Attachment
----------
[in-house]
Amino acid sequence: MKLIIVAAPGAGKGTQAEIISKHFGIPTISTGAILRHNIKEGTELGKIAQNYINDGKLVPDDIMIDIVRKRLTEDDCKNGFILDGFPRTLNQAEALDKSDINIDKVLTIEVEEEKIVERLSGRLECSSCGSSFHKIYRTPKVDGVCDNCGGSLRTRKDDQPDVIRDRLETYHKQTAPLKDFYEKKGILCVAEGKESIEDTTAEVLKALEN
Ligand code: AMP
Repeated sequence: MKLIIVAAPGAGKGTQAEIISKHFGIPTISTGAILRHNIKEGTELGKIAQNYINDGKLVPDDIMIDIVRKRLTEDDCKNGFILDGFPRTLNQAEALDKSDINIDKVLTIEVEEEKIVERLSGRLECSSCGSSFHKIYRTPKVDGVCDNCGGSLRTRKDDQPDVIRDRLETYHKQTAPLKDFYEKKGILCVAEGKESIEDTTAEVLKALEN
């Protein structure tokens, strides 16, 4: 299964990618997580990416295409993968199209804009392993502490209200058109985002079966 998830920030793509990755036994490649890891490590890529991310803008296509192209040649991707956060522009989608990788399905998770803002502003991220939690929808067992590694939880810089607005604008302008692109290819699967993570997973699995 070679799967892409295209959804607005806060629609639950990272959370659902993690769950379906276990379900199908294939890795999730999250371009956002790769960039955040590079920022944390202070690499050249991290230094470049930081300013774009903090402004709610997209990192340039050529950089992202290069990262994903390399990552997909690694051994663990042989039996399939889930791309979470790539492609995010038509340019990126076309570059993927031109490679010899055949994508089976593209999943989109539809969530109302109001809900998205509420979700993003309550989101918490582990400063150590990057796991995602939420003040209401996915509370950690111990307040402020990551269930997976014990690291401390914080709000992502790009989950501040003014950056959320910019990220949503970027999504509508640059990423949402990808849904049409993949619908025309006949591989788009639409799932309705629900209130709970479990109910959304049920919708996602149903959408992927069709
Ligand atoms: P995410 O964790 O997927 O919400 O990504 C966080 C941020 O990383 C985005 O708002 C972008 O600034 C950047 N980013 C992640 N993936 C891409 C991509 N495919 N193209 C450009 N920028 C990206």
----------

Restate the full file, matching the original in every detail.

[in-house]
Amino acid sequence: MKLIIVAAPGAGKGTQAEIISKHFGIPTISTGAILRHNIKEGTELGKIAQNYINDGKLVPDDIMIDIVRKRLTEDDCKNGFILDGFPRTLNQAEALDKSDINIDKVLTIEVEEEKIVERLSGRLECSSCGSSFHKIYRTPKVDGVCDNCGGSLRTRKDDQPDVIRDRLETYHKQTAPLKDFYEKKGILCVAEGKESIEDTTAEVLKALEN
Ligand code: AMP
Repeated sequence: MKLIIVAAPGAGKGTQAEIISKHFGIPTISTGAILRHNIKEGTELGKIAQNYINDGKLVPDDIMIDIVRKRLTEDDCKNGFILDGFPRTLNQAEALDKSDINIDKVLTIEVEEEKIVERLSGRLECSSCGSSFHKIYRTPKVDGVCDNCGGSLRTRKDDQPDVIRDRLETYHKQTAPLKDFYEKKGILCVAEGKESIEDTTAEVLKALEN
């Protein structure tokens, strides 16, 4: 299964990618997580990416295409993968199209804009392993502490209200058109985002079966 998830920030793509990755036994490649890891490590890529991310803008296509192209040649991707956060522009989608990788399905998770803002502003991220939690929808067992590694939880810089607005604008302008692109290819699967993570997973699995 070679799967892409295209959804607005806060629609639950990272959370659902993690769950379906276990379900199908294939890795999730999250371009956002790769960039955040590079920022944390202070690499050249991290230094470049930081300013774009903090402004709610997209990192340039050529950089992202290069990262994903390399990552997909690694051994663990042989039996399939889930791309979470790539492609995010038509340019990126076309570059993927031109490679010899055949994508089976593209999943989109539809969530109302109001809900998205509420979700993003309550989101918490582990400063150590990057796991995602939420003040209401996915509370950690111990307040402020990551269930997976014990690291401390914080709000992502790009989950501040003014950056959320910019990220949503970027999504509508640059990423949402990808849904049409993949619908025309006949591989788009639409799932309705629900209130709970479990109910959304049920919708996602149903959408992927069709
Ligand atoms: P995410 O964790 O997927 O919400 O990504 C966080 C941020 O990383 C985005 O708002 C972008 O600034 C950047 N980013 C992640 N993936 C891409 C991509 N495919 N193209 C450009 N920028 C990206």